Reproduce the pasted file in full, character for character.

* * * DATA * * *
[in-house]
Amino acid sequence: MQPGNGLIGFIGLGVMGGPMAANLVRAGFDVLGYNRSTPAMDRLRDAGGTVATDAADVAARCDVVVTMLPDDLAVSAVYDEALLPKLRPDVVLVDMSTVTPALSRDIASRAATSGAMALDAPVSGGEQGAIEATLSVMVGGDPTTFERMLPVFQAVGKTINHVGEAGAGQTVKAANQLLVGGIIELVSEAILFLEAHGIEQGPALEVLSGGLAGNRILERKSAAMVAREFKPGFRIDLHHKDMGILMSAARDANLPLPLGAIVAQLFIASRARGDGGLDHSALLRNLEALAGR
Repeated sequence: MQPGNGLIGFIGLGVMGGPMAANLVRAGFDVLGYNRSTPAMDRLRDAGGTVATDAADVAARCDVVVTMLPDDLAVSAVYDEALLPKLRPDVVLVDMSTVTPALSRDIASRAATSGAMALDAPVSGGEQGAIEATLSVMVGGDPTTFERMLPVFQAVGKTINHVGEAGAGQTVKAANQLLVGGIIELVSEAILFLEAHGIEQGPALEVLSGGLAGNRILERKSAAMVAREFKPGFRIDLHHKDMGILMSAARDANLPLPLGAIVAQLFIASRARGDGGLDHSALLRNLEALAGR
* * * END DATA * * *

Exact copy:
[in-house]
Amino acid sequence: MQPGNGLIGFIGLGVMGGPMAANLVRAGFDVLGYNRSTPAMDRLRDAGGTVATDAADVAARCDVVVTMLPDDLAVSAVYDEALLPKLRPDVVLVDMSTVTPALSRDIASRAATSGAMALDAPVSGGEQGAIEATLSVMVGGDPTTFERMLPVFQAVGKTINHVGEAGAGQTVKAANQLLVGGIIELVSEAILFLEAHGIEQGPALEVLSGGLAGNRILERKSAAMVAREFKPGFRIDLHHKDMGILMSAARDANLPLPLGAIVAQLFIASRARGDGGLDHSALLRNLEALAGR
Repeated sequence: MQPGNGLIGFIGLGVMGGPMAANLVRAGFDVLGYNRSTPAMDRLRDAGGTVATDAADVAARCDVVVTMLPDDLAVSAVYDEALLPKLRPDVVLVDMSTVTPALSRDIASRAATSGAMALDAPVSGGEQGAIEATLSVMVGGDPTTFERMLPVFQAVGKTINHVGEAGAGQTVKAANQLLVGGIIELVSEAILFLEAHGIEQGPALEVLSGGLAGNRILERKSAAMVAREFKPGFRIDLHHKDMGILMSAARDANLPLPLGAIVAQLFIASRARGDGGLDHSALLRNLEALAGR